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I would like a to define a variable string in C that contains the following set of characters: a-zA-Z0-9'-_”.

Therefore I would do it like this:

char str[64] = "abcdefghijklmnopqrstuwxyzABCDEFGHIJKLMNOPQRSTUWXYZ0123456789'-_""

As you can see the problem is at the end with " character.

Question 1: How can I work around that?

Question 2: Is there a better way than my way to define a string like that?

PS: I didn't really know how to title my question, so if you got a better one, please edit it.

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Escape the last quotation mark: \" –  godel9 Dec 8 '13 at 20:15
Escape it with the backslash: "\"". Note that with str[64] you have enough space for all your 64 characters, but not for a null-terminator. Depending on how you plan to use the string this might be a problem. With this initialisation though, specifying the length is optional so char str[] = "..."; is valid and will automatically make the buffer big enough to contain the string + null-terminator. –  Kninnug Dec 8 '13 at 20:15
Unless you've omitted some letters that I didn't notice that's 66 characters. –  Hot Licks Dec 8 '13 at 20:22
@HotLicks I copied & pasted it into Notepad++ which counted 64 characters: there are no v's in it (upper- nor lower-case). –  Kninnug Dec 8 '13 at 20:24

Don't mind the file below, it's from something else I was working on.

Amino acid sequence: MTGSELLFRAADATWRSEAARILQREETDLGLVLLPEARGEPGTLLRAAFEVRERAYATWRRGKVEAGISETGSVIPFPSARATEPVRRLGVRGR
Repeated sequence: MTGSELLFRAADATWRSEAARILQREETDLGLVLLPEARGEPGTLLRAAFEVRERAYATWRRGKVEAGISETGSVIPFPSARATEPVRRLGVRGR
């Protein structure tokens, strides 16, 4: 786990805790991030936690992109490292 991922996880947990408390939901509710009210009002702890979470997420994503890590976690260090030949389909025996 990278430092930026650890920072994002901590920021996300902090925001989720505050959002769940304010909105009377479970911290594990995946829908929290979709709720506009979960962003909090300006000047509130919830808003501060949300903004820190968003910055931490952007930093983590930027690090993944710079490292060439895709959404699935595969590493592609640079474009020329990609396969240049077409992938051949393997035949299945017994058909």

Churchill would be disappointed. –  Hot Licks Dec 8 '13 at 20:28

2 Answers 2

up vote 3 down vote accepted

use the backslash: "\"" is a string containing "

like this:

char str[67] = "abcdefghijklmnopqrstuvwxyzABCDEFGHIJKLMNOPQRSTUVWXYZ0123456789'-_\"";

added one for the implicit '\0' at the end (and put in the missing vV) - this could also be:

char str[] = "abcdefghijklmnopqrstuvwxyzABCDEFGHIJKLMNOPQRSTUVWXYZ0123456789'-_\"";

and let the compiler count for you - then you can get the count with sizeof(str);

How does it add up to 67?

a-z 26
A-Z 26
0-9 10
'-_" 4
'\0' 1
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Ok, thanks. But is there a better way to define this string? –  Dragos Rizescu Dec 8 '13 at 20:19
If you want it as a string - that is what you need to do -- if you you want a regex (regular expression) then you can express it according to the regex engine you use -- in C++11 there is std::regex –  Glenn Teitelbaum Dec 8 '13 at 20:20
Should be char str[66] = ..., shouldn't it? –  Hot Licks Dec 8 '13 at 20:22
Or you could just omit the array-length, as it's optional with such an initialization. Also: there are no v's in it, so 65 is enough for the string + null-terminator. –  Kninnug Dec 8 '13 at 20:25
@HotLicks - 67 editted to show math –  Glenn Teitelbaum Dec 8 '13 at 20:31

Use "\"" (backslash") for putting " in a string

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Second question? –  Dragos Rizescu Dec 8 '13 at 20:17

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